Locals go to Kenya to aid deaf school, area children
BRATTLEBORO -- Michael Gantt not too long ago got back from what he believes was his 30th trip to Kenya. But he said it was as special and meaningful as the first.
Gantt, a pastor with the Agape Christian Fellowship on Canal Street, journeyed to east Africa in February on yet another service-oriented mission for the Immanuel Christian School for the Deaf in Oyugis, Kenya. He focuses on the school's infrastructure and brought along with him a registered nurse, an EMT and a licensed nursing assistant to conduct medical examinations on the children. He, Becky Steele, her husband Bill Steele (who is also a pastor at Green Mountain Chapel) and Deena Forcier left for Kenya on Feb. 9 and returned on Feb. 25.
"It's a very impoverished area. Most children (at the school) do not have parents," Gantt said. "Most have little or no resources and the school is trying to educate them, but there is not much government assistance for anyone with a disability."
He said he gave the go-ahead to start a new 65-bed dormitory for the boys at the school and it is now under construction. Gantt said it will be identical to the one that houses the school's female students. He mentioned there are now efforts to update a classroom building constructed for the children. The other project going on is the development of a macro-lending institution to help the school become more self-sufficient and less dependent on donations.
"That's really my biggest concern, given the state of our global economy," Gantt said. "That's a tenuous way to live."
Gantt began his trips to Africa after striking up a friendship in 1991 with a Kenyan man who was attending the SIT Graduate Institute in Brattleboro. Along with Agape's deaf ministry, Gantt started visiting to preach in the Nairobi area before discovering the Kenya Christian School for the Deaf, which was rife with corruption, and ultimately closed. He and others then helped found Immanuel in 2010. Gantt told the Reformer true education at the Kenya Christian School for the Deaf ceased in 2008 or 2009, when those in charge opened a bakery in the school and used the children to sell the baked goods. He said the head honcho was living with running water, a satellite television and security guard while the schoolchildren "lived in squalor."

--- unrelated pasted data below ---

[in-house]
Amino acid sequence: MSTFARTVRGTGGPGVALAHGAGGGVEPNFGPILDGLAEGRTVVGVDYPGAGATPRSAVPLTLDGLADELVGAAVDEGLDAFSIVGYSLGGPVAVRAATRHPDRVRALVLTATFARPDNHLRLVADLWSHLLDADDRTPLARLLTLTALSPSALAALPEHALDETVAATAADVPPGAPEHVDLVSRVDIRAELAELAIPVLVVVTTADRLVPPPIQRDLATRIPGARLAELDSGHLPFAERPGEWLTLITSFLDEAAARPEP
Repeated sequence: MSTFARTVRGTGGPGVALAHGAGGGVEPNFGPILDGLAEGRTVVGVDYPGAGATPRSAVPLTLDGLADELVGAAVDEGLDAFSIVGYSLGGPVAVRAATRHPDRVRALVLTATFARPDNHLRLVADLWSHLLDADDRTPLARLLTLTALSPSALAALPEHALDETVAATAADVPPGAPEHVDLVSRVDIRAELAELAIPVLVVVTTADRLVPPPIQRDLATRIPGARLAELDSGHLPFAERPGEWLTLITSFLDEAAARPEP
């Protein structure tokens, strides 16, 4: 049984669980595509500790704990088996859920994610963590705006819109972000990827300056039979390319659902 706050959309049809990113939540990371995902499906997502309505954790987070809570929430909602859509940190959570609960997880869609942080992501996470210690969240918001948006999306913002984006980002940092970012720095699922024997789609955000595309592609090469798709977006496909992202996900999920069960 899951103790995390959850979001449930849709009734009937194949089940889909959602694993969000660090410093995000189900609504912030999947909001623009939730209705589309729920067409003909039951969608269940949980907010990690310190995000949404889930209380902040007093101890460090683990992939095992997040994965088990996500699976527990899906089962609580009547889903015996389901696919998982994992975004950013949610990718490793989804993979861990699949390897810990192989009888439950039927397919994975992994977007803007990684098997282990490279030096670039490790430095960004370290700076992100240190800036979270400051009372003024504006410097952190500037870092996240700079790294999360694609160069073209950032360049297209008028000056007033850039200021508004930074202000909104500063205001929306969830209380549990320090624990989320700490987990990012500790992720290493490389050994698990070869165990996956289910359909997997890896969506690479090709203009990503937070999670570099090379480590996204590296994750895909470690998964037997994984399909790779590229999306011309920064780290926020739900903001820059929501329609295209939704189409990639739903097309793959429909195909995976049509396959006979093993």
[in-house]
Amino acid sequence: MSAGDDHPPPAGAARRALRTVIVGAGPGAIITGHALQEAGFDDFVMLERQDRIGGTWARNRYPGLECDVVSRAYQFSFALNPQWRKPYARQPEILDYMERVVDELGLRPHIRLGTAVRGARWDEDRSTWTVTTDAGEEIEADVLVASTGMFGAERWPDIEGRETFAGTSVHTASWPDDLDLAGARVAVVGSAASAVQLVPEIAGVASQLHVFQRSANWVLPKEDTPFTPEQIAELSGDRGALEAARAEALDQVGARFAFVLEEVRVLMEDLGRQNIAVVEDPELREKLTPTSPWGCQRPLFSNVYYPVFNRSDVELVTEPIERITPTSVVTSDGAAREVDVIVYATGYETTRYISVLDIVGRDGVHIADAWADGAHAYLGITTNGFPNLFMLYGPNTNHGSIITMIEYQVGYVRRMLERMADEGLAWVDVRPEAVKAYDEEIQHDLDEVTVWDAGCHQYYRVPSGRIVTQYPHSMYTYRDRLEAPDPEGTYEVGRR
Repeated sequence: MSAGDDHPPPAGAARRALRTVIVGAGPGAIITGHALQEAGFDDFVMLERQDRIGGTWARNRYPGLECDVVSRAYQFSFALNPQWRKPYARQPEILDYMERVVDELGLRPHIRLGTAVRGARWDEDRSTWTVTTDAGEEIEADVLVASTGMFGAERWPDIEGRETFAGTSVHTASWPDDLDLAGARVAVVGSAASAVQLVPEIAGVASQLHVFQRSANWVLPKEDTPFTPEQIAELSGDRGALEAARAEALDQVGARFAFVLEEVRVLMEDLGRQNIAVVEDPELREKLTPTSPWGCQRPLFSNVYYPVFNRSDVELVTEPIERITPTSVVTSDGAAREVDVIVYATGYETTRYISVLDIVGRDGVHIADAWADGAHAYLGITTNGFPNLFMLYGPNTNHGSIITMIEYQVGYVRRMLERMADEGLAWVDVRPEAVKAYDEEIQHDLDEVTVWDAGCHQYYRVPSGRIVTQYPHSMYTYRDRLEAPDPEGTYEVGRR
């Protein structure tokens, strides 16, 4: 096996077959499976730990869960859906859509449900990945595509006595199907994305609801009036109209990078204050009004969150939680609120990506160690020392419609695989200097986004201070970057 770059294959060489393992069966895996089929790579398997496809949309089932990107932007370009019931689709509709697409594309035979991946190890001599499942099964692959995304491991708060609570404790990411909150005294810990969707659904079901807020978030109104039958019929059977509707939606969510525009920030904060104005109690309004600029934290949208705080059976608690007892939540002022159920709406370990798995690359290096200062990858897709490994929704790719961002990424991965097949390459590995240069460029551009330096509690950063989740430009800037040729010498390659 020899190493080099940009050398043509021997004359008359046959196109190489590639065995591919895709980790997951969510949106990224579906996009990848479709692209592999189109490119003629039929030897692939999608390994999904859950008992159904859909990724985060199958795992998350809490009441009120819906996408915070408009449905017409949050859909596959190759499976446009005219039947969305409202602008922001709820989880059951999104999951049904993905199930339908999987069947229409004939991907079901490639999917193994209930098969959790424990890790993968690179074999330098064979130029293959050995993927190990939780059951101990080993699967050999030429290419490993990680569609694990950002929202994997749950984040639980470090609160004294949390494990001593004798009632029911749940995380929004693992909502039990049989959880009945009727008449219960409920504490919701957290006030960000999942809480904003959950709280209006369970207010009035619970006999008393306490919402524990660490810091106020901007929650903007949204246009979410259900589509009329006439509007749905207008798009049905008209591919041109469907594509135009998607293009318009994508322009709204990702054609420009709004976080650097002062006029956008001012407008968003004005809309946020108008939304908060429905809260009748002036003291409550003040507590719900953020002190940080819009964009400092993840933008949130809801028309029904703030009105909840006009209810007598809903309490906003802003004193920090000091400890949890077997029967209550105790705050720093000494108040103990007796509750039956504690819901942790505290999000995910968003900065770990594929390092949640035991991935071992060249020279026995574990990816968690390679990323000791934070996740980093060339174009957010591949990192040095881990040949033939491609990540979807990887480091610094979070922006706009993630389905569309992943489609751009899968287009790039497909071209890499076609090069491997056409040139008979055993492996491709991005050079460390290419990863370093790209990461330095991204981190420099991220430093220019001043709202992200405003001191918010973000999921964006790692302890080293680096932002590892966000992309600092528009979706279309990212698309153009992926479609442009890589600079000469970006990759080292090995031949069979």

Gantt the entire staff was fired, with the exception of a man named Wesley Agengo, who acted as the corruption's whistleblower and is now the headmaster of Immanuel.
"He's doing a great job," Gantt said. "He really is a fantastic young man."
Becky Steele told the Reformer she had a great experience in Kenya, as she and the other medical professionals were able to assess the needs of 83 schoolchildren.
"Most children were healthy. The school is doing an awesome job with their nutrition," she said, adding that dental health was the main issue. She also said several local villagers heard about the Americans' arrival and sought help with a variety of physical ailments. She said it was particularly satisfying to identify two girls who had serious conditions (one had an enlarged heart and another needed surgery) and get them to a proper hospital.
Becky Steele said the cultural difference she experienced were eye-opening -- teachers make an average of $25 a week and even some of the most downtrodden Americans have a higher quality of life than many Kenyans.
"Despite the hardships they face, they were just so welcoming," she said. "I would go back in a heartbeat."
Her husband, Bill Steele, also said he would love to go back anytime.
"This is something we've been hoping for and planning on for quite some time now," he said. "It was, of course, incredible just to experience the culture and get to know the people. The opportunity to stay at the school gave a chance to really get into the culture and see how people live day to day. ... I don't really even have the words to describe it."
Gantt told the Reformer Kenya conducts a national academic exam every year and just two years after not even being ranked, Immanuel placed second in the country in 2013 for schools for special-needs students. This year, Immanuel took the number 1 spot and one of its schoolchildren was named the top student in Kenya.
"I'm very pleased. We have made tremendous strides," he said.
Contributions can always be made to Kenya Development Fund, 30 Canal St., Brattleboro, Vt., 05301. For more information or to donate online, visit www.kenyadevfund.org.
Domenic Poli can be reached at firstname.lastname@example.org, or 802-254-2311, ext. 277. You can follow him on Twitter @dpoli_reformer.
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